The Generals Highway "Road Between the Parks" is OPEN
The section of road between Lodgepole (Sequoia) and Grant Grove (Kings Canyon) is open. Call 559-565-3341 (press 1, 1) for 24-hour road updates.
Be Prepared! Tire Chains or Cables May Be Required in the Parks at Any Time
All vehicles must carry chains or cables when entering a chain-restricted area. It's the law (CA Vehicle Code, Section 605, Sections 27450-27503). Road conditions may change often. For road conditions, call 559-565-3341 (press 1, 1). More »
You May Have Trouble Calling Us
We are experiencing technical problems receiving incoming phone calls. We apologize for the inconvenience. Please send us an email to SEKI_Interpretation@nps.gov or check the "More" link for trip-planning information. More »
Vehicle Length Limits in Sequoia National Park (if Entering/Exiting Hwy 198)
Planning to see the "Big Trees" in Sequoia National Park? If you enter/exit via Hwy. 198, please pay close attention to vehicle length advisories for your safety and the safety of others. More »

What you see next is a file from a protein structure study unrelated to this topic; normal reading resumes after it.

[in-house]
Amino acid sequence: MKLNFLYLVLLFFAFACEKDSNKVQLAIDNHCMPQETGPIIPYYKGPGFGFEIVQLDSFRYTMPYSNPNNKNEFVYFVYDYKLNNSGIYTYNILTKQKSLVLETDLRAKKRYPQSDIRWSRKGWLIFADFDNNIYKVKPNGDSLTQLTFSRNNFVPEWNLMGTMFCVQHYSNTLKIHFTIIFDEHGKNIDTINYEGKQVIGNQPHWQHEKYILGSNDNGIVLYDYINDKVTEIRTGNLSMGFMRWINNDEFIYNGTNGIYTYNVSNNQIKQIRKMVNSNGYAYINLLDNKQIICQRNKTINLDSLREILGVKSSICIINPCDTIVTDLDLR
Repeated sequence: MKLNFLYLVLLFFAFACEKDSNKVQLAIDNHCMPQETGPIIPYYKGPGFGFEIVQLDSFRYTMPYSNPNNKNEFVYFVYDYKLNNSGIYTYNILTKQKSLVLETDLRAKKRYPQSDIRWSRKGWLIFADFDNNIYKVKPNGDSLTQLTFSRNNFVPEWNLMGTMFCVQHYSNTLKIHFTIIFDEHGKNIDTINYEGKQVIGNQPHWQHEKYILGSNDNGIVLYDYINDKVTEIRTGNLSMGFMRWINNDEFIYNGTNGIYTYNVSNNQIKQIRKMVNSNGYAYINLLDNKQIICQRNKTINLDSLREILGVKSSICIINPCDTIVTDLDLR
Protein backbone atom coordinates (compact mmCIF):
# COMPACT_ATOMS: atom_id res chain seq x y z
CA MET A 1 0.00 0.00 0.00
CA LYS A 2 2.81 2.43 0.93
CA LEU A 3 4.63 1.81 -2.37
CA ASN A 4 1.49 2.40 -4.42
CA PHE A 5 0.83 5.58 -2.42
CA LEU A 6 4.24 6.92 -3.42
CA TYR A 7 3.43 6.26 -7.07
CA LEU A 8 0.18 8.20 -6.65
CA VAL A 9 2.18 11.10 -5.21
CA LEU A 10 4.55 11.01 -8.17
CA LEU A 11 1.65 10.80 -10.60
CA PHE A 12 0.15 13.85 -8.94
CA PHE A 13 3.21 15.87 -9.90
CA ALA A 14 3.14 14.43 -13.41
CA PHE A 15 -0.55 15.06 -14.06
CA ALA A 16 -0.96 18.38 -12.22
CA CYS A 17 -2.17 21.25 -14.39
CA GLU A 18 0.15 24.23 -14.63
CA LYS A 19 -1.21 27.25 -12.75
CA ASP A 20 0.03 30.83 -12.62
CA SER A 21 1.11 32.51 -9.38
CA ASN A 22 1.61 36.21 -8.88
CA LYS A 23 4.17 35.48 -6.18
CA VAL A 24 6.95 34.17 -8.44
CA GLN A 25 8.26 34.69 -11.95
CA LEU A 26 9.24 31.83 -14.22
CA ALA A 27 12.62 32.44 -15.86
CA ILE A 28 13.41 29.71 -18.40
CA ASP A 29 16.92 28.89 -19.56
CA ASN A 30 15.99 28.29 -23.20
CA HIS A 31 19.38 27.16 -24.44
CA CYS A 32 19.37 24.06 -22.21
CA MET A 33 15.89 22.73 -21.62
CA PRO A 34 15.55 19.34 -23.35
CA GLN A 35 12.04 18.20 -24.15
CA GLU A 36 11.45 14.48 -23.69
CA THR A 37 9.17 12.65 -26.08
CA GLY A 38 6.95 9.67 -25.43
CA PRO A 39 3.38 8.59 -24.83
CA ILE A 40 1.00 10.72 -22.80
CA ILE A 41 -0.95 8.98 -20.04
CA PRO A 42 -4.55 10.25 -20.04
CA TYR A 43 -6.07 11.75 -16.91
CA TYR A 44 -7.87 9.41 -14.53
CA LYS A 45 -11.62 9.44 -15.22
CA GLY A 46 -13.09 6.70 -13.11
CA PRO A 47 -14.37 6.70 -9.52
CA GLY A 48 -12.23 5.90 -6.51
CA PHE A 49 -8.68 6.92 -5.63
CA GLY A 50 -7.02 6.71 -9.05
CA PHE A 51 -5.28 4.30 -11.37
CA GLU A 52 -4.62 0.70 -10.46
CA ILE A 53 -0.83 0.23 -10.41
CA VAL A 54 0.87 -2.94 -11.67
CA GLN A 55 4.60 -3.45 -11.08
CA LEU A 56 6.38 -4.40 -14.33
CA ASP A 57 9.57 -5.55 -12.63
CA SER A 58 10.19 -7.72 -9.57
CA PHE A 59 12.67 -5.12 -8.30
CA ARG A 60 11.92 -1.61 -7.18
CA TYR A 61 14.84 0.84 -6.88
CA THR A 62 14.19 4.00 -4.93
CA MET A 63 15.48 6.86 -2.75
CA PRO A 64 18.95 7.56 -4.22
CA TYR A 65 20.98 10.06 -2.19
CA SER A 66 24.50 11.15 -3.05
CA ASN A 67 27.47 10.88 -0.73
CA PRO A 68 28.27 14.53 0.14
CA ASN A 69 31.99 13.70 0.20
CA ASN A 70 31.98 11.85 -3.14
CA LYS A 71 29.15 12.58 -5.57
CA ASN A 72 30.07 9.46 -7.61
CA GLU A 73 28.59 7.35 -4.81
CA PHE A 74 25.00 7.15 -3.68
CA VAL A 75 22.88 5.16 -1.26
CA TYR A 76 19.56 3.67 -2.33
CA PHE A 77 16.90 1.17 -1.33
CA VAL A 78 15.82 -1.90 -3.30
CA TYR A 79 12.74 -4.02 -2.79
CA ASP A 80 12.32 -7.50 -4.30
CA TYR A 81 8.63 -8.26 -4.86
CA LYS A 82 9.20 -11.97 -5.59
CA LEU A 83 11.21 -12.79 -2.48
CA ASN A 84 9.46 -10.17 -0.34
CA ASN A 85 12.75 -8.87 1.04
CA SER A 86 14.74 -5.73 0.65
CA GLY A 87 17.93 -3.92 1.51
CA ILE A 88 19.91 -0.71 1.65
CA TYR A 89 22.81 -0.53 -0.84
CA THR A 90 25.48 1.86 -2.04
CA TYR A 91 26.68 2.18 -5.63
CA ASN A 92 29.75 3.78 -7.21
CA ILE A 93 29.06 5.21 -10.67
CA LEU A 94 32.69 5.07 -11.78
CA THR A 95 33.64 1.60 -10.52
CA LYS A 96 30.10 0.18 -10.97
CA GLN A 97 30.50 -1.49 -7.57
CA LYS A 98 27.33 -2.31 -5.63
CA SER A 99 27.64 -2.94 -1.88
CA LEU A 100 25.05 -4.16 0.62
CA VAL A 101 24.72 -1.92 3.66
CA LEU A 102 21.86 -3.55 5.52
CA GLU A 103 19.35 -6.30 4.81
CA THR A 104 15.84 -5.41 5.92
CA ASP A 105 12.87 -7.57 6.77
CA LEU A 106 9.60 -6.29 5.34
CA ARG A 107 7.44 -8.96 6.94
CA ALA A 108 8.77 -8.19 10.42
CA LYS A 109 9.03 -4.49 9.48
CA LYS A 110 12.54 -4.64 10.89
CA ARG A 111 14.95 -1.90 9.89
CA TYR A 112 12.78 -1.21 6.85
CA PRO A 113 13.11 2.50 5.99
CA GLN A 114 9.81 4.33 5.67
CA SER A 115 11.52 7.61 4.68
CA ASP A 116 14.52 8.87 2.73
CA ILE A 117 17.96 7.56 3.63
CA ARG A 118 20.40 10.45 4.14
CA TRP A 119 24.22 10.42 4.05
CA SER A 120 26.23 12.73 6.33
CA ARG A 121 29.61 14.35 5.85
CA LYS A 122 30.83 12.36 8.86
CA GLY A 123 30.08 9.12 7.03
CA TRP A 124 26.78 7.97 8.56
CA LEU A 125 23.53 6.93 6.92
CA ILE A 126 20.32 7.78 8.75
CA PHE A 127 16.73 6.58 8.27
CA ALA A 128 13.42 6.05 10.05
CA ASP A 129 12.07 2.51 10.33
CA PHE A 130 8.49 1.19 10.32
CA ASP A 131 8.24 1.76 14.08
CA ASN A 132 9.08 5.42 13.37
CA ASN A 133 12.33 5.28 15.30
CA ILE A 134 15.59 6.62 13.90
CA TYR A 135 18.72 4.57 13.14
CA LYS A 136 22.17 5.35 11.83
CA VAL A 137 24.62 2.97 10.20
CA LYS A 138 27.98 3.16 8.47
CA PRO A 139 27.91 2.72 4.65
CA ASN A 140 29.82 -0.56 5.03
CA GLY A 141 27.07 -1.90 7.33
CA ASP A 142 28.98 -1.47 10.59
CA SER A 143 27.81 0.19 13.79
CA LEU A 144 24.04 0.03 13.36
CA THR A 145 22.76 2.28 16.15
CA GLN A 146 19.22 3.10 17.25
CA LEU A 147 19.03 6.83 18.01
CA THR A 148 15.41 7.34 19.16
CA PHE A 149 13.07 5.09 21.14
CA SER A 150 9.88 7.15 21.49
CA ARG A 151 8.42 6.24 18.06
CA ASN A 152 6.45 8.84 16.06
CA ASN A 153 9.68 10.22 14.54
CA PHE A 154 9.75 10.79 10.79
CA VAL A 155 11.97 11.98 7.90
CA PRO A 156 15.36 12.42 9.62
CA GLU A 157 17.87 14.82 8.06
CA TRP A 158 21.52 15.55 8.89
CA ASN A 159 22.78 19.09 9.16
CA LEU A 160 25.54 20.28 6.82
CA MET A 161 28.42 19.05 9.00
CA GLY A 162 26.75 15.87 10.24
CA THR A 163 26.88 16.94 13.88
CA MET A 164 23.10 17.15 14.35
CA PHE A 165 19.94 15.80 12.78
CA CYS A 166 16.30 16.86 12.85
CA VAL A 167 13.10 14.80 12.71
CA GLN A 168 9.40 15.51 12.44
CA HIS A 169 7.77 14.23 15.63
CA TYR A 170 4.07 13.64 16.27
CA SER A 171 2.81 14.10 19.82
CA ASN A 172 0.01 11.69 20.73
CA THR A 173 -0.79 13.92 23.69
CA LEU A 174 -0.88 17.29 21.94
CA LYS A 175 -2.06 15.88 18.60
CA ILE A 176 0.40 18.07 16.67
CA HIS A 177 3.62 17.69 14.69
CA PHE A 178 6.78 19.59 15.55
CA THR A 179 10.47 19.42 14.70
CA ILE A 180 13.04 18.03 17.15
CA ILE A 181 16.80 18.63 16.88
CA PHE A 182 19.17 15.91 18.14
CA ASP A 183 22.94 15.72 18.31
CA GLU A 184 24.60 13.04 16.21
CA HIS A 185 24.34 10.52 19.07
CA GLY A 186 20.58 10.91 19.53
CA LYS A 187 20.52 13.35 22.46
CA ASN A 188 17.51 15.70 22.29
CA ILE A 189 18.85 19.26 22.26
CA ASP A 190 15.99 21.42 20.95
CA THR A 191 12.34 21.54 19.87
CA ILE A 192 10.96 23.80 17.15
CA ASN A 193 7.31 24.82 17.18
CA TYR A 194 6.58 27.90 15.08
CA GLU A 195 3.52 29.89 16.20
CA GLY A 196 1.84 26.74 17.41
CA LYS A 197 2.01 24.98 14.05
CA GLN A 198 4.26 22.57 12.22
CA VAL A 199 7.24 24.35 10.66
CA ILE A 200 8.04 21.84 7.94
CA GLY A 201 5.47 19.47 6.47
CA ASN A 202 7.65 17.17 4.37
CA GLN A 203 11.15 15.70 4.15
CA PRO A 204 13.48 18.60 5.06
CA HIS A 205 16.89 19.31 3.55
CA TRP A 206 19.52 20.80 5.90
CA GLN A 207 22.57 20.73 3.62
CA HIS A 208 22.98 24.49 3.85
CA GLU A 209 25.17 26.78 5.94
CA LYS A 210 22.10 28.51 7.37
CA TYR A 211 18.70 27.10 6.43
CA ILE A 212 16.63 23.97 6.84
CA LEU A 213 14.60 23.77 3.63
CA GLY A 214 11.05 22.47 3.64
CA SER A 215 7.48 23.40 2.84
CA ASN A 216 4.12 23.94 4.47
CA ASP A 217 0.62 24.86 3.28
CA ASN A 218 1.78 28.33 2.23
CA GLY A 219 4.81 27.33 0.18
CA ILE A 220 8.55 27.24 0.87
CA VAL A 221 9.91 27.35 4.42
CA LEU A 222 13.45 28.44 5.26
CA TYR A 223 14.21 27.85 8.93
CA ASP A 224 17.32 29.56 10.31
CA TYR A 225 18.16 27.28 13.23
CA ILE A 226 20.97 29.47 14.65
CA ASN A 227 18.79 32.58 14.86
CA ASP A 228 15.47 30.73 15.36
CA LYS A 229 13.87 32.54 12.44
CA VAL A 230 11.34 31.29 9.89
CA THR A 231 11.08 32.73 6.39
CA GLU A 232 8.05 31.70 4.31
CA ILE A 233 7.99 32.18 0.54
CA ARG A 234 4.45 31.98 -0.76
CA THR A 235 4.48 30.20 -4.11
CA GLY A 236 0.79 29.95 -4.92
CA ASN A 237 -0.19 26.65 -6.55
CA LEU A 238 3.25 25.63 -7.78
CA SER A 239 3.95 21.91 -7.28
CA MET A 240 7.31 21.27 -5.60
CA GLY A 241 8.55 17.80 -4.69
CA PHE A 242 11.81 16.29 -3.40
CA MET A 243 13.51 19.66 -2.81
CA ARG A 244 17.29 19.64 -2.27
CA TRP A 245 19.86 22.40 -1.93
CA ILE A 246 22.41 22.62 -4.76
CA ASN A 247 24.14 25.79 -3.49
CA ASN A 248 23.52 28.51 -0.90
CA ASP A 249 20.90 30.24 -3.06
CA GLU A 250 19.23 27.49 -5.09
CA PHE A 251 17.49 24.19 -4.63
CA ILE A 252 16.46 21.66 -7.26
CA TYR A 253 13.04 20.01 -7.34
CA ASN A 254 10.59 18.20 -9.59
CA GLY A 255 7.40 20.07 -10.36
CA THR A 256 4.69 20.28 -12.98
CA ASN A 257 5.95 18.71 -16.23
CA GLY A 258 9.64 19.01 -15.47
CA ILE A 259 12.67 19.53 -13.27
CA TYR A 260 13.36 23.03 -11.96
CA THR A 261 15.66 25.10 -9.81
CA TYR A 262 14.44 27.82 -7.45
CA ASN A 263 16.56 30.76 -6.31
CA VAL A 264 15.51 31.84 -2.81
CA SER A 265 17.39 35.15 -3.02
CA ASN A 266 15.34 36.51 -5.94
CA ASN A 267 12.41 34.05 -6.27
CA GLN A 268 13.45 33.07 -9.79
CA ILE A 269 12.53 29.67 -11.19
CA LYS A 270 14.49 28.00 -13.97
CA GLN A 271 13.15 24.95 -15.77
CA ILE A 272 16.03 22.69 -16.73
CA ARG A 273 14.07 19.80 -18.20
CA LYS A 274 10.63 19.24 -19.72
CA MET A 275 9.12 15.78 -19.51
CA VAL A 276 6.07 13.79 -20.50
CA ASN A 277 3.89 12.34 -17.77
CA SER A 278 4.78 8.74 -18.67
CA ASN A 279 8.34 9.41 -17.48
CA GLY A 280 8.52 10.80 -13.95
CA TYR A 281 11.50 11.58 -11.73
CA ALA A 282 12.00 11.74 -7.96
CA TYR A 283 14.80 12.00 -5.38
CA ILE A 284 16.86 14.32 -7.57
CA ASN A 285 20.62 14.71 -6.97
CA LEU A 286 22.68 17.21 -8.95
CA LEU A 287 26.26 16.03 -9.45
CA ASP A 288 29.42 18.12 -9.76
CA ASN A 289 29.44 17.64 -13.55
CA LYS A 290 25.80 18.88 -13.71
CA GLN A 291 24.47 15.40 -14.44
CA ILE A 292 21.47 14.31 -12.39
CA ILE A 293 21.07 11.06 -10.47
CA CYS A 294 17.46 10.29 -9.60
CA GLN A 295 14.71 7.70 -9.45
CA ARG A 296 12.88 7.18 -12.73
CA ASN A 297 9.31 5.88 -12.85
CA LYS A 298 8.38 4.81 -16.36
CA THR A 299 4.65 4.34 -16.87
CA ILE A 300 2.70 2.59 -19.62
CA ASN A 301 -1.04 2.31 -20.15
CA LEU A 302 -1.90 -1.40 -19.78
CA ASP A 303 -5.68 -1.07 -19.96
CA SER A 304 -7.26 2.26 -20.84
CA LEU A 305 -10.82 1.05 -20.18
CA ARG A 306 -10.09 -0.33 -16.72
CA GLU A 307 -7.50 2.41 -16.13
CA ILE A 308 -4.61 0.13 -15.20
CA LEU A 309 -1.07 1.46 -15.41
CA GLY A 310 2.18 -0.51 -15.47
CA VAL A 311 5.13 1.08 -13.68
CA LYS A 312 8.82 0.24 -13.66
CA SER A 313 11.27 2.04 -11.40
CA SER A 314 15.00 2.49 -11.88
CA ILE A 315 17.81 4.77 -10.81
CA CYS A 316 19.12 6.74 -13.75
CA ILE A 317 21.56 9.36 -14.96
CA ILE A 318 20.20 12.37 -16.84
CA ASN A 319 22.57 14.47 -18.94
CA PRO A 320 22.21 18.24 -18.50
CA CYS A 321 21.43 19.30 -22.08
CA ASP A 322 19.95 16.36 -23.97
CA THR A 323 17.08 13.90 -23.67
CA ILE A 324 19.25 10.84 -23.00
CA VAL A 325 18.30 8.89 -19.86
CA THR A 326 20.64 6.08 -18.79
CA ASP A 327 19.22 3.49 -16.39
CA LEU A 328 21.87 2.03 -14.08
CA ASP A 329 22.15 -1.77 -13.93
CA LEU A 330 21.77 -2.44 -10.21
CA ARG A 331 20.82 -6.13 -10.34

Seasonal Position of Fire Scars
This image (figure 2 from Caprio & Swetnam 1995) illustrates the potential position of fire scars within an annual growth ring. It shows specific areas of an annual ring used to designate intra-annual fire-scar positions. Through detailed examination of where a scar was formed within a ring the approximate season of past fire occurrence can often be determined. Understanding the tree-ring growth phenology in a particular area further enhances the interpretation of this information.
In the Sierra Nevada scars formed in the earlywood (EE to LE) indicate fire occurrence during early-to-mid summer (uncommon in the southern Sierra Nevada). Scars formed in the latewood (L) indicate fire occurrence during late summer while dormant season scars (D) indicate fires late in a year (latewood and dormant season scars are the most common in this region).
Did You Know?
The road to Cedar Grove is closed from November to April because of rockfall, not snow. Erosion can bring rocks tumbling at any time of year, but the threat is greatest in winter. This is when the freeze-thaw action in the rocks tend to start rockslides. More...